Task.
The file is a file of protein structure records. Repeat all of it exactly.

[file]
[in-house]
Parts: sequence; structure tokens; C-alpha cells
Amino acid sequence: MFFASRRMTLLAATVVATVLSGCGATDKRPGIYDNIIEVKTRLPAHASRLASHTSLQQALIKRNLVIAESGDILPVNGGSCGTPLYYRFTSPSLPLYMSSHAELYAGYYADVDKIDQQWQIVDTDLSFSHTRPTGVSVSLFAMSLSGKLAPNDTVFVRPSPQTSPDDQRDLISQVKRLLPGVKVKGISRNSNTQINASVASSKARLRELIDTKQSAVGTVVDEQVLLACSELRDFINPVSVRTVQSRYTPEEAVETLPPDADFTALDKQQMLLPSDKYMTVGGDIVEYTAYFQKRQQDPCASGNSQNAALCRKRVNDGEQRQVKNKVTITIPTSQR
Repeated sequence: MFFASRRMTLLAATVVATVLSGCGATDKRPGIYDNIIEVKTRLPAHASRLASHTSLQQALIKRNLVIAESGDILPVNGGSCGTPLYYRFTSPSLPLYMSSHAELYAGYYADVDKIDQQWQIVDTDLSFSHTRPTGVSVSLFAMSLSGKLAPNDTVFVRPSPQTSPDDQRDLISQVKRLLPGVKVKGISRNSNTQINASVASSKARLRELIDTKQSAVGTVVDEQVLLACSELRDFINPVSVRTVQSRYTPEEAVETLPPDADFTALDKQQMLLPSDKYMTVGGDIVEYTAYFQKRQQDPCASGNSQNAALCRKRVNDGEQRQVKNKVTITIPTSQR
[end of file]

[in-house]
Parts: sequence; structure tokens; C-alpha cells
Amino acid sequence: MFFASRRMTLLAATVVATVLSGCGATDKRPGIYDNIIEVKTRLPAHASRLASHTSLQQALIKRNLVIAESGDILPVNGGSCGTPLYYRFTSPSLPLYMSSHAELYAGYYADVDKIDQQWQIVDTDLSFSHTRPTGVSVSLFAMSLSGKLAPNDTVFVRPSPQTSPDDQRDLISQVKRLLPGVKVKGISRNSNTQINASVASSKARLRELIDTKQSAVGTVVDEQVLLACSELRDFINPVSVRTVQSRYTPEEAVETLPPDADFTALDKQQMLLPSDKYMTVGGDIVEYTAYFQKRQQDPCASGNSQNAALCRKRVNDGEQRQVKNKVTITIPTSQR
Repeated sequence: MFFASRRMTLLAATVVATVLSGCGATDKRPGIYDNIIEVKTRLPAHASRLASHTSLQQALIKRNLVIAESGDILPVNGGSCGTPLYYRFTSPSLPLYMSSHAELYAGYYADVDKIDQQWQIVDTDLSFSHTRPTGVSVSLFAMSLSGKLAPNDTVFVRPSPQTSPDDQRDLISQVKRLLPGVKVKGISRNSNTQINASVASSKARLRELIDTKQSAVGTVVDEQVLLACSELRDFINPVSVRTVQSRYTPEEAVETLPPDADFTALDKQQMLLPSDKYMTVGGDIVEYTAYFQKRQQDPCASGNSQNAALCRKRVNDGEQRQVKNKVTITIPTSQR